Guest Post: Is It Too Late To Avoid The Flu?

By Paula Spencer Scott, Caring.com Senior Editor

The 2012-13 flu season is shaping up to be one of the worst in years. If you or your loved ones haven’t succumbed yet, these steps can help you stay healthy. And if someone does get sick, many of the same steps can prevent a wider spread of infection.

Get a flu shot. No, it’s not too late. This year’s shot only offers 62 percent effectiveness, according to Thomas Frieden, director of the Centers for Disease Control and Prevention. But it’s still considered the number-one prevention tool.

Give the flu shot time to kick in. It can take one to two weeks for a flu shot to offer protection (see: How Long Does It Take for a Flu Shot to Offer Protection? for more information on flu shot protection). So don’t expect instant immunity.

Keep vulnerable loved ones away from crowds. Given how widespread the flu already is, we’re all courting trouble by hanging out in crowded public places like shopping malls. But those who should especially keep away include the very young, the frail old, and those with health conditions that weaken the immune system or who are using treatments that can affect the immune system, such as.

Keep suspicious visitors away from vulnerable loved ones. If you live with someone with a chronic illness or who is a frail older adult, be a good gatekeeper. If a guest has a cough, a runny nose, or is complaining about being under the weather, don’t endure a visit. Invite him or her back at a better (healthier) time.

Stay home if you’re feeling under the weather. Best to avoid crowds, including the workplace, when your immune system is low. And in case your symptoms mean you’re coming down with something, you can avoid infecting others.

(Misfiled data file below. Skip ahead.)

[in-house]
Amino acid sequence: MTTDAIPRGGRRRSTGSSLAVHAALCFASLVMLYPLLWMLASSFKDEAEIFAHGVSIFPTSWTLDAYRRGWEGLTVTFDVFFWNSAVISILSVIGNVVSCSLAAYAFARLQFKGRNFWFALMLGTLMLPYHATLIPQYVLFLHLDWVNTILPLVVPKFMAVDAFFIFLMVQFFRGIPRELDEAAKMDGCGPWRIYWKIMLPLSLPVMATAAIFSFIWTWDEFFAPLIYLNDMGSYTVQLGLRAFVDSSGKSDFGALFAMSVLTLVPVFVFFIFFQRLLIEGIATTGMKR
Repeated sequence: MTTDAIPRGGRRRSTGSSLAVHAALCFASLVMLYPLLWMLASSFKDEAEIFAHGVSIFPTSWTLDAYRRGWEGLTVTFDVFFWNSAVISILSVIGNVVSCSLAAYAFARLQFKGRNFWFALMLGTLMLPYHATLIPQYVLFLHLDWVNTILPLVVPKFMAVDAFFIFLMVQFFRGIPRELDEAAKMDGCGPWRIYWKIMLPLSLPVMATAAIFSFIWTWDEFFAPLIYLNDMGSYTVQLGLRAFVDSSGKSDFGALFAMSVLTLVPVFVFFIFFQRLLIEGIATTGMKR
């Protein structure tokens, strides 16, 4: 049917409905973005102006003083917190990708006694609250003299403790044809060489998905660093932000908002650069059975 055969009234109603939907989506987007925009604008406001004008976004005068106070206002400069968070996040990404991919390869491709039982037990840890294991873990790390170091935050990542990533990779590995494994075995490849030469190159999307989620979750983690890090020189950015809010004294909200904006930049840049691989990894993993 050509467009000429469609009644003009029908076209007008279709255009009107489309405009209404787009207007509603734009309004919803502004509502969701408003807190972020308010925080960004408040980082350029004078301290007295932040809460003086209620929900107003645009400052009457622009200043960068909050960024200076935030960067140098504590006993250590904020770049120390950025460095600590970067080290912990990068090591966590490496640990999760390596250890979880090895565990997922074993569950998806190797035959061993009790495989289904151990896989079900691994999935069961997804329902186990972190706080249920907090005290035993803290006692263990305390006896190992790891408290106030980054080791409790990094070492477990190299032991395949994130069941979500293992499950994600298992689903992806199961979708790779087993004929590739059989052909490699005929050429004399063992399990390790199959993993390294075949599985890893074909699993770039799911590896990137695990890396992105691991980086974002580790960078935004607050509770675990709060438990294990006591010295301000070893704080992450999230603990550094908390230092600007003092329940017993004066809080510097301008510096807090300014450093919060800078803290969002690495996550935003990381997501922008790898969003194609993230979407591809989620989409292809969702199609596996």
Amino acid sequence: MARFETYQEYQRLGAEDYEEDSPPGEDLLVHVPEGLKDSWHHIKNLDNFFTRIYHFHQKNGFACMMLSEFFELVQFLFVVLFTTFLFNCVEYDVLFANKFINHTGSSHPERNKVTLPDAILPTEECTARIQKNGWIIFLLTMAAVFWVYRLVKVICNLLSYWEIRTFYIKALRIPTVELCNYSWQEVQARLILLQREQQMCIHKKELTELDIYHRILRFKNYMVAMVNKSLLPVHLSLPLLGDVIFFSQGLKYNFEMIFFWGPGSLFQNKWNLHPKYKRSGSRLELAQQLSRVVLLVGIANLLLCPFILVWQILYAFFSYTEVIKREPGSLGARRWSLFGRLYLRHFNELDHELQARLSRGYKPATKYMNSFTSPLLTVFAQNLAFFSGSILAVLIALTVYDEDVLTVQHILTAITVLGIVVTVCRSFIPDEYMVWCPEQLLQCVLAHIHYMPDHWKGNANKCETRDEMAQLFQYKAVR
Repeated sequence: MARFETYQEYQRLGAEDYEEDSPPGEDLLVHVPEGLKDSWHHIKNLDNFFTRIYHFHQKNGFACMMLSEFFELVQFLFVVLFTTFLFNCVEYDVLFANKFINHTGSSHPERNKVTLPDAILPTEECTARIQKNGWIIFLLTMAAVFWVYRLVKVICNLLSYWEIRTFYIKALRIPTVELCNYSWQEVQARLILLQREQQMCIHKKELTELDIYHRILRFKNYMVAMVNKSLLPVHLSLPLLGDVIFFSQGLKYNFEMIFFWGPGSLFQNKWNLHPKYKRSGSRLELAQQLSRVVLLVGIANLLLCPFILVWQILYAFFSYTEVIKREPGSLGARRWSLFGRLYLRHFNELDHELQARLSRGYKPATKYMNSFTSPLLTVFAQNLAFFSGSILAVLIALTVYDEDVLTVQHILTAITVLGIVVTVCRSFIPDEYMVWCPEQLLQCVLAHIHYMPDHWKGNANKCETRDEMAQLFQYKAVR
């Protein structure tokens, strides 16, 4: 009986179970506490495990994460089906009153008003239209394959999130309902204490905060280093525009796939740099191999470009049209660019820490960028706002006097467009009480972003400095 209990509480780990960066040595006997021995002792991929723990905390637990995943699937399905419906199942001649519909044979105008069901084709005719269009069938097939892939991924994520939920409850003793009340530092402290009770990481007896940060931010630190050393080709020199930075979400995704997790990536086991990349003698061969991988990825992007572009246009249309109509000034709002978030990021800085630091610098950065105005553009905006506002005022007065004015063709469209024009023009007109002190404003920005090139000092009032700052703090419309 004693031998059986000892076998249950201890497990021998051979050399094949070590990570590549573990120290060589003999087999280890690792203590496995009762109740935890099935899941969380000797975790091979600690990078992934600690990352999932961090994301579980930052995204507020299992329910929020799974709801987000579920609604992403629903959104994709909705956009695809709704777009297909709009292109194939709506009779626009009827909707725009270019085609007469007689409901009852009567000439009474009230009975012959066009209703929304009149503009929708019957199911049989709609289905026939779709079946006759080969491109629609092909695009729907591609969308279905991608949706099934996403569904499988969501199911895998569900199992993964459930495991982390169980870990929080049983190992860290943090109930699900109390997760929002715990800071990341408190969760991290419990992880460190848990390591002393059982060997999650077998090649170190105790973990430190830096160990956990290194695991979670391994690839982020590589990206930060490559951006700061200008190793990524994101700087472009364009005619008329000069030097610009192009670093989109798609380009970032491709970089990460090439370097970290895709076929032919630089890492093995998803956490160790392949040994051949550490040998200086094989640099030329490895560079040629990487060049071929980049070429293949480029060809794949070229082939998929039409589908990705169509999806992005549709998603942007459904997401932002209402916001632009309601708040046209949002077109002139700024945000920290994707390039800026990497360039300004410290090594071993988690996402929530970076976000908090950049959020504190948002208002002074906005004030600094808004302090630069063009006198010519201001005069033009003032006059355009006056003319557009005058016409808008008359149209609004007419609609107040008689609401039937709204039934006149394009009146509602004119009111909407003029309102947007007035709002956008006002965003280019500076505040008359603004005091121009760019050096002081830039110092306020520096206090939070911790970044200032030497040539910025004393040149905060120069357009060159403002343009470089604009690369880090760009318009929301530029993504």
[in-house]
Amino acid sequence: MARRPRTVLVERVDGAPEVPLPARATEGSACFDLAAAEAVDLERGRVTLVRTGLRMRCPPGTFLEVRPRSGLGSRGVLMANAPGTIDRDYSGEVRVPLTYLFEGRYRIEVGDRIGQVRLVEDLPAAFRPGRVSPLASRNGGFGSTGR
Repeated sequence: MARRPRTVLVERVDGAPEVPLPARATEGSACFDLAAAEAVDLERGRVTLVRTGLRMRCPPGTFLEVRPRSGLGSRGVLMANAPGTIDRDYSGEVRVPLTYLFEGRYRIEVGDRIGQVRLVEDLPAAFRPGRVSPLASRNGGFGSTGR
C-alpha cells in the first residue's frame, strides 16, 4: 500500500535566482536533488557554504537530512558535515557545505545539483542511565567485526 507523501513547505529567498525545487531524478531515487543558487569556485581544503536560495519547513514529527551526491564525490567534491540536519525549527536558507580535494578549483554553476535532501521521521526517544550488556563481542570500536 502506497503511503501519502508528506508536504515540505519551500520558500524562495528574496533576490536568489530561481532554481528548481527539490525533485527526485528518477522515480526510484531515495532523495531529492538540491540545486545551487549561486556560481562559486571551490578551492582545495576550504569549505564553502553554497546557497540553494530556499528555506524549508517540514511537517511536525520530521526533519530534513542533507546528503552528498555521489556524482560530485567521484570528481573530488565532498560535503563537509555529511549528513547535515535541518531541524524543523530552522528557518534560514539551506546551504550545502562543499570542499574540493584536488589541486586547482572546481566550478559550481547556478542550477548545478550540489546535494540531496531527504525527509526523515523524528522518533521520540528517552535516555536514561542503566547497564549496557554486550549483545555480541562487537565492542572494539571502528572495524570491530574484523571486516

Wash hands often. Pretend you’re obsessive-compulsive and do it all day long. Be sure to wash hands (with soap and water or hand sanitizer) after touching doorknobs.

Become a clean freak. Stock up on cleaning supplies. You may use them more if you have them handy right in each bathroom and the kitchen. Wipe down surfaces often. Bring portable wipes to work so you can keep your keyboard and any shared spaces cleaner, too.

Try a face mask. It’s not clear they’re super-effective, but in a situation where some people are sick, they can provide an added barrier between a frail older adult and the flu.

Stay well hydrated. Keeping nasal passages moist helps them resist germs. Drinking lots of water and using nasal saline sprays helps — especially when flying, as aircraft cabin air is dry.

Get at-risk groups to the doctor at the earliest symptoms. Very young children and the very old should get swift treatment, says the CDC. Medicines such as Tamiflu work best within the first 48 hours.

About the Author

Paula Spencer Scott is senior editor at Caring.com, the leading online destination for caregivers seeking information and support as they care for aging parents, spouses, and other loved ones. Paula is a 2011 MetLife Foundation Journalists in Aging fellow and writes extensively about health and caregiving. You may also want to see Paula’s article 7 Ways to Have Fun While Fighting Cold and Flu.

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